Free movement of goods
The White Paper also seeks to address how Brexit will affect the movement of goods by proposing a free trade area for goods and facilitated customs arrangement, the aim of which would be to secure “frictionless trade” and avoid customs and regulatory checks which potentially threaten integrated supply chains and just-in-time production processes. In an aerospace context, these were among the concerns expressed in forthright terms by Airbus in its published risk assessment. Again, the proposals – or at least the aims behind them – are welcome to the aerospace industry.
Bare bones and bureaucracy?
However, very considerable uncertainty surrounds the Chequers proposals due both to the Government's ongoing difficulties in "selling" its proposals to all wings of the Conservative Party and to Parliament as a whole, and the lukewarm reception the proposals have received from the EU negotiators. Despite the EU's publicly stated opposition to "cherry picking" in relation to specific industry sectors with regard to its relationship with the UK post-Brexit, there also remains a possibility of a discrete aviation agreement between the UK and the EU.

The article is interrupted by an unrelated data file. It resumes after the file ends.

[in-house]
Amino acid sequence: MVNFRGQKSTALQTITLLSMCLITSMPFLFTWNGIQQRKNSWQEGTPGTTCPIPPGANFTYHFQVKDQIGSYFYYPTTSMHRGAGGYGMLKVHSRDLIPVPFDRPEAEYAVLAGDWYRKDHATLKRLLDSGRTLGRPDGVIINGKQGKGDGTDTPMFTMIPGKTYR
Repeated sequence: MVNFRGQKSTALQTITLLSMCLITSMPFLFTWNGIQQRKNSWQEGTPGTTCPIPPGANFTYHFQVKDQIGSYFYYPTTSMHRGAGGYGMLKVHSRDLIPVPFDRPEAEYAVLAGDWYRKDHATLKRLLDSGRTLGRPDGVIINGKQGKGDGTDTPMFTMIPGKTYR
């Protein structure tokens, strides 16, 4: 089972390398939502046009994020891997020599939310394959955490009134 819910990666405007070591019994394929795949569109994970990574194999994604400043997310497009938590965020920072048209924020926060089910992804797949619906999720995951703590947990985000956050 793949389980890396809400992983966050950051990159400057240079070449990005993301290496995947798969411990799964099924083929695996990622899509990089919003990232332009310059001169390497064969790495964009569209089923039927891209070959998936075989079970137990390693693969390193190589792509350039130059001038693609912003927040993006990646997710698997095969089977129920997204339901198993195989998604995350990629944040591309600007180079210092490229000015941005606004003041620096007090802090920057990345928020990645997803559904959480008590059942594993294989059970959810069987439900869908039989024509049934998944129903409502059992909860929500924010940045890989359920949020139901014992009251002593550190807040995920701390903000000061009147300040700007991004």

If agreement on the terms of withdrawal can ultimately be reached between the UK and the EU, focus will move to whether the transition period which ends on 31 December 2020 is long enough for any new relationship agreed to be implemented and whether industry will have time to tailor its own operations and investment decisions accordingly. Freedom of movement and border controls may also continue to cause concern for the aerospace industry, some of which relies upon the straightforward movement of its personnel across the EU – Airbus for example indicated that its personnel make 80,000 business trips between the EU and the UK each year.